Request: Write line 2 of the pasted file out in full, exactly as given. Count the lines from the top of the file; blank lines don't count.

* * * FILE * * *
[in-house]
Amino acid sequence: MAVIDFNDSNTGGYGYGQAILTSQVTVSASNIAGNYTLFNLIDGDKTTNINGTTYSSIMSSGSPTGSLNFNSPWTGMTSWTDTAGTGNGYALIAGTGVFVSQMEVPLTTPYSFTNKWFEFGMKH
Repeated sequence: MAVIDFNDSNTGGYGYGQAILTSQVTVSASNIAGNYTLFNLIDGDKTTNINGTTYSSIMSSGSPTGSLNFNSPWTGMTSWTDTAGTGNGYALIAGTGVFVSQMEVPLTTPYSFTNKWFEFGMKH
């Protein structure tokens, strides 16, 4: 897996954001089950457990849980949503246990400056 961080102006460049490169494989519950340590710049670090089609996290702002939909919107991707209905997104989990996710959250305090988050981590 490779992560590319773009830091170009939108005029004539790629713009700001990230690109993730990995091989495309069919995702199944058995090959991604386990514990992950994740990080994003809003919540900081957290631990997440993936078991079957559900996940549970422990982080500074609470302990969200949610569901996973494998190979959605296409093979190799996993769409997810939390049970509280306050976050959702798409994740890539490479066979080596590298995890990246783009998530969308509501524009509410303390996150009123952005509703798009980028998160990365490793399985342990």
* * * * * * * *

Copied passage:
Amino acid sequence: MAVIDFNDSNTGGYGYGQAILTSQVTVSASNIAGNYTLFNLIDGDKTTNINGTTYSSIMSSGSPTGSLNFNSPWTGMTSWTDTAGTGNGYALIAGTGVFVSQMEVPLTTPYSFTNKWFEFGMKH